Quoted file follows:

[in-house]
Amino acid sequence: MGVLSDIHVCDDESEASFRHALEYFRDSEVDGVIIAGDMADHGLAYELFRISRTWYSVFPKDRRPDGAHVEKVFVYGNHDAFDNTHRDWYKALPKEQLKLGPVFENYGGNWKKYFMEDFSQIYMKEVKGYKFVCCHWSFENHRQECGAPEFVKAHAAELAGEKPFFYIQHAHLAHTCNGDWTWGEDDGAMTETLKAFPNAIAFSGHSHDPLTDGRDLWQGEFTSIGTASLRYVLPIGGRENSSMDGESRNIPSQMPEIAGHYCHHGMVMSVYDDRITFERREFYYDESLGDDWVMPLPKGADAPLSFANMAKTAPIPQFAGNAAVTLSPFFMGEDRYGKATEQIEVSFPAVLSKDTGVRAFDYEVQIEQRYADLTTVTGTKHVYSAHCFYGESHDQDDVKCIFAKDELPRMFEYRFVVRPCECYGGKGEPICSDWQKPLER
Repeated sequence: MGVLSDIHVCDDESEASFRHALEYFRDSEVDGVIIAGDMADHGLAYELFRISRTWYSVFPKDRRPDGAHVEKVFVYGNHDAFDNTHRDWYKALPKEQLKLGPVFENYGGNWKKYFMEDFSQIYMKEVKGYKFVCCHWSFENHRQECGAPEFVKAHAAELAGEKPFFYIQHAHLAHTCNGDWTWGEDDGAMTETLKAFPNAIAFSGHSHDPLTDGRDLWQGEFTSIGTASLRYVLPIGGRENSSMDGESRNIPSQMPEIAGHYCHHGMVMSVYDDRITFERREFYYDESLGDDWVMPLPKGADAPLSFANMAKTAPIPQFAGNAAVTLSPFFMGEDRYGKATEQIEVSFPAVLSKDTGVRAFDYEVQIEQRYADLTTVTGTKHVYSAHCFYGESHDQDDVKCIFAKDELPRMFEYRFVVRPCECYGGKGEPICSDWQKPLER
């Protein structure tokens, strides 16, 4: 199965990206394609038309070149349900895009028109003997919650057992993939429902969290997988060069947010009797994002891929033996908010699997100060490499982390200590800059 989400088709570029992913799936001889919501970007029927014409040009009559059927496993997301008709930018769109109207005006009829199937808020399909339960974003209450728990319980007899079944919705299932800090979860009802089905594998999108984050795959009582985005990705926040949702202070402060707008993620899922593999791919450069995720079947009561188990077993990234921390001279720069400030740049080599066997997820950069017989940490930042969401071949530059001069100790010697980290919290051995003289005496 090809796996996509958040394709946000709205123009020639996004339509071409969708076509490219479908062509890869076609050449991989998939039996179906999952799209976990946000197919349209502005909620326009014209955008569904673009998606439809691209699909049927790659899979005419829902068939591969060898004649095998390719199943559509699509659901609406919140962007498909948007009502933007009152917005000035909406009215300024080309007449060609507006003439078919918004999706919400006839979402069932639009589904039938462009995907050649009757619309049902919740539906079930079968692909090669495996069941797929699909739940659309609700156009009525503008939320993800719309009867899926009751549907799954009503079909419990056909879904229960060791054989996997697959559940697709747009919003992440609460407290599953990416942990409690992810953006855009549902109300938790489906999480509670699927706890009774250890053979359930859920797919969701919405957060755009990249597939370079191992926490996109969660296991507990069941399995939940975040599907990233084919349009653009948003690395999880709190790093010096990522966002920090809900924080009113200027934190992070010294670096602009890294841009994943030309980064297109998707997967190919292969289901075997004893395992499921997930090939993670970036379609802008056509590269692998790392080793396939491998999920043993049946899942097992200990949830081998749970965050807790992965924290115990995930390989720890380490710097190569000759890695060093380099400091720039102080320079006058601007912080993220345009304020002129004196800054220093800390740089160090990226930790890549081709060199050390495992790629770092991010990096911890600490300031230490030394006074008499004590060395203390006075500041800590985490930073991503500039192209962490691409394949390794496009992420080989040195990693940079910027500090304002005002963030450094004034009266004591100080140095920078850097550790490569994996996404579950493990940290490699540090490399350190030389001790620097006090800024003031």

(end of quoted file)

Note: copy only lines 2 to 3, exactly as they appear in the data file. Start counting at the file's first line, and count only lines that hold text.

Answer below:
Amino acid sequence: MGVLSDIHVCDDESEASFRHALEYFRDSEVDGVIIAGDMADHGLAYELFRISRTWYSVFPKDRRPDGAHVEKVFVYGNHDAFDNTHRDWYKALPKEQLKLGPVFENYGGNWKKYFMEDFSQIYMKEVKGYKFVCCHWSFENHRQECGAPEFVKAHAAELAGEKPFFYIQHAHLAHTCNGDWTWGEDDGAMTETLKAFPNAIAFSGHSHDPLTDGRDLWQGEFTSIGTASLRYVLPIGGRENSSMDGESRNIPSQMPEIAGHYCHHGMVMSVYDDRITFERREFYYDESLGDDWVMPLPKGADAPLSFANMAKTAPIPQFAGNAAVTLSPFFMGEDRYGKATEQIEVSFPAVLSKDTGVRAFDYEVQIEQRYADLTTVTGTKHVYSAHCFYGESHDQDDVKCIFAKDELPRMFEYRFVVRPCECYGGKGEPICSDWQKPLER
Repeated sequence: MGVLSDIHVCDDESEASFRHALEYFRDSEVDGVIIAGDMADHGLAYELFRISRTWYSVFPKDRRPDGAHVEKVFVYGNHDAFDNTHRDWYKALPKEQLKLGPVFENYGGNWKKYFMEDFSQIYMKEVKGYKFVCCHWSFENHRQECGAPEFVKAHAAELAGEKPFFYIQHAHLAHTCNGDWTWGEDDGAMTETLKAFPNAIAFSGHSHDPLTDGRDLWQGEFTSIGTASLRYVLPIGGRENSSMDGESRNIPSQMPEIAGHYCHHGMVMSVYDDRITFERREFYYDESLGDDWVMPLPKGADAPLSFANMAKTAPIPQFAGNAAVTLSPFFMGEDRYGKATEQIEVSFPAVLSKDTGVRAFDYEVQIEQRYADLTTVTGTKHVYSAHCFYGESHDQDDVKCIFAKDELPRMFEYRFVVRPCECYGGKGEPICSDWQKPLER